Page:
Darwin’s Polish Colonel meets the Vulture

thecolonelHere is our longtime polish crested rooster, the Colonel.We were given Colonel from a beautiful young family on another farm in Fort Bragg.  There he had been number two.  Colonel was beaten down at first but soon realized the big guy wasn’t there.  He was older than our others 3 years ago and soon was top rooster.  Unfortunately, another rooster grew to huge size and the colonel lost a bloody fight.  He was punch drunk and we put him in the wine barrel chicken coop with a very elderly hen who no longer laid eggs.  He recovered in there, then was in love with her.  He would fl;y away from his flock of  young hens (we relocated the rival) and court the granny hen.

Eventually it was time for the Colonel to be relocated to our second Cleone  location down the road and up the hill. When he got there he discovered he was the third rooster.  That didnt work. He flew off.  We found him at the neighbors, where there were 40 hens and no rooster. He charmed them into having a rooster.

So today, I was up there signing in some folks at the AIR B and B and a big vulture swooped into the neighbors yard and landed.  BANG, the colonel attacked the vulture and then flew up in the air and spurred at him as he flew away.  You dont see that every day! The ravens are a plague up there, but vultures don’t get chickens. Colonel was clearly not having any birds messing with his hens.  In his later years the Colonel became totally non-violent even to other roosters. He has always been polite to humans.  Since getting his brains beaten by the other rooster, he ceased fighting and was a lover only. But he had no qualms about flying at a vulture with a wingspan of at least 6 feet.

polishfowletchingThe drawing is of a Polish by Charles Darwin in the “Variation of Animals and Plants under Domestication”- the so-called “Big Book” that he promised in Origin to explain the mechanism of Evolution.

The distinctive appearance and true breeding of the Polish chicken and others fascinated Darwin.  How could illiterate farmers who knew nothing of genetics or evolution have created such interesting breeds that anyone could breed at home?  The farmers were grasping something that eluded Darwin.  Although Gregor Mendel had figured out and documented the science of genetics in his pea garden a decade before, Mendel’s work remained obscure until the turn of the century.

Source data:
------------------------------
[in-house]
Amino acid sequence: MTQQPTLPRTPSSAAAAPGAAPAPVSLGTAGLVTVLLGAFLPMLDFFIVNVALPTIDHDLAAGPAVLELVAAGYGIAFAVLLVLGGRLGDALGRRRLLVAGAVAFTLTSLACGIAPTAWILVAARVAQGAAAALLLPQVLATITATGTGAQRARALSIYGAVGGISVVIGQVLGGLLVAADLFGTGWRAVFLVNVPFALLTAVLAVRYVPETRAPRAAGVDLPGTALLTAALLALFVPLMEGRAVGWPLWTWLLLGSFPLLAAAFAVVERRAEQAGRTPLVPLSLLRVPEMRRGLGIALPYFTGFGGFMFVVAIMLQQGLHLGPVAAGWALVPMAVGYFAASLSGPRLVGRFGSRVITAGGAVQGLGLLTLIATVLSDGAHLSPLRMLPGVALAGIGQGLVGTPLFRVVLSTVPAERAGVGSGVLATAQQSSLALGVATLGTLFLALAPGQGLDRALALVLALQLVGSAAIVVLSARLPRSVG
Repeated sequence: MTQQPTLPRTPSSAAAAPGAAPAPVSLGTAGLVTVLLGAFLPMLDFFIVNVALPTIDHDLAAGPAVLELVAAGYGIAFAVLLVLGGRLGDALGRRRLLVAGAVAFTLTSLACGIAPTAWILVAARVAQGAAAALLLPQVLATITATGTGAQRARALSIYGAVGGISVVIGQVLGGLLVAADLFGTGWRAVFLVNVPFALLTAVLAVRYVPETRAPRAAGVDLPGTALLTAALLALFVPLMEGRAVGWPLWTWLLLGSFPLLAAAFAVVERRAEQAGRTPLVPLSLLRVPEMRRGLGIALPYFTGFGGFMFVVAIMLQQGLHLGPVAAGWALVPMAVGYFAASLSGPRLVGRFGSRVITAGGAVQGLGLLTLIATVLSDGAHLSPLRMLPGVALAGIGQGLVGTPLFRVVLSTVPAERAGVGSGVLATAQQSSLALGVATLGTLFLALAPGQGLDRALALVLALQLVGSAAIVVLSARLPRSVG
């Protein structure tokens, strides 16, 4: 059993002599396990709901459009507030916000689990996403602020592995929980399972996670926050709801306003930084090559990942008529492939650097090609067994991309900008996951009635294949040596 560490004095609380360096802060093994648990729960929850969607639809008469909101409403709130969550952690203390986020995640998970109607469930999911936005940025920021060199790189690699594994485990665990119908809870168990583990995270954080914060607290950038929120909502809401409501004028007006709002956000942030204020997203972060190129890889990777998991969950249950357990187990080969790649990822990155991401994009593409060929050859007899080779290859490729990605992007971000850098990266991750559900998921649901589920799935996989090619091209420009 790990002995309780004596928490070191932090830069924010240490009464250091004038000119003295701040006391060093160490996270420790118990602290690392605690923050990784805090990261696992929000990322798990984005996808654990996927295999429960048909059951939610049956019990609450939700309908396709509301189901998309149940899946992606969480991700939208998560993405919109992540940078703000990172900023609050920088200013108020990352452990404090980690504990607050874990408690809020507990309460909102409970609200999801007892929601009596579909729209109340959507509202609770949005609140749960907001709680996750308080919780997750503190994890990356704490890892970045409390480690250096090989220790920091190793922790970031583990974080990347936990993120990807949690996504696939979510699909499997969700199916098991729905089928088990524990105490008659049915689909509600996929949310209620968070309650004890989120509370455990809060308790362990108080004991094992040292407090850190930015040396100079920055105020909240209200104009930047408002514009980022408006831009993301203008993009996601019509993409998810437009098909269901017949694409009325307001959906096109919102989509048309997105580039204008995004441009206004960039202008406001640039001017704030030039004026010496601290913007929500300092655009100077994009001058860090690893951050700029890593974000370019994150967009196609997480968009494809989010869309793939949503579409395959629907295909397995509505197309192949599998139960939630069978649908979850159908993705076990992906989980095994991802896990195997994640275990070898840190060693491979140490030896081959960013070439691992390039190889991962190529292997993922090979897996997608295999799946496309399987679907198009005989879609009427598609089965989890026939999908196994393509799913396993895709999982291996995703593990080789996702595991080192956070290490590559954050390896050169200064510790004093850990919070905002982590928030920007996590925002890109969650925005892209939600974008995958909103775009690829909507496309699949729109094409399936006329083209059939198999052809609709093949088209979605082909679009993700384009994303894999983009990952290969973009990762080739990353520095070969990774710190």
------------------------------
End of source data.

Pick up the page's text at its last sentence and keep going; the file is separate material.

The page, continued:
Darwin strangely warns “do not incubate”.   Polish are non-sitters for the most part so its hard to imagine how that would work.

Polish roosters are shown in mostly Dutch European paintings from 1400-1900.  But humans rarely felt the need to write down chicken history, even one so striking. The origins of the Polish are lost in history.  Most think it was a Dutch creation. Some think it came from Poland, where it was very popular in the last 400 years, but had a different name.  The classic Polish military uniforms of the 19th century had distinctive hats often with feathers mounted on the top.  So which came first the chicken or the Czapka?

American farmers loved the breed when it came in 1830s.  There was a polish chicken craze from Maine to Nebraska.  Somewhere along the line, its once noted egg laying has declined quite a bit.

colonelPolish chickens are NOT in our breeding program.  The breeding program has the following priorities; 1. Intelligence 2. Breast size 3. Bird weight  4. Vitality 5. Speed to maturity.

More about why we chose those in another post.  The Colonel (and his progeny—- Colonel chillluns became more numerous than we wished, as he was very successful with the hens and they sought him out) rates between 5-7 on intelligence (we have a speckled sussex that opens doors and rates 9-10).  On breast they rate 1 and on bird weight 2.  Vitaliity about 7. So they are out.  Breastless meat chickens just don’t work. Butttt on number 5 we have a colonel son that crowed at 4 weeks!!!  And he rates 5 on 2 and 3.  Not sure who the colonel bred with. That’s a flaw in the breeding program.  I can’t keep up enough to know mom and dad of all my stock.

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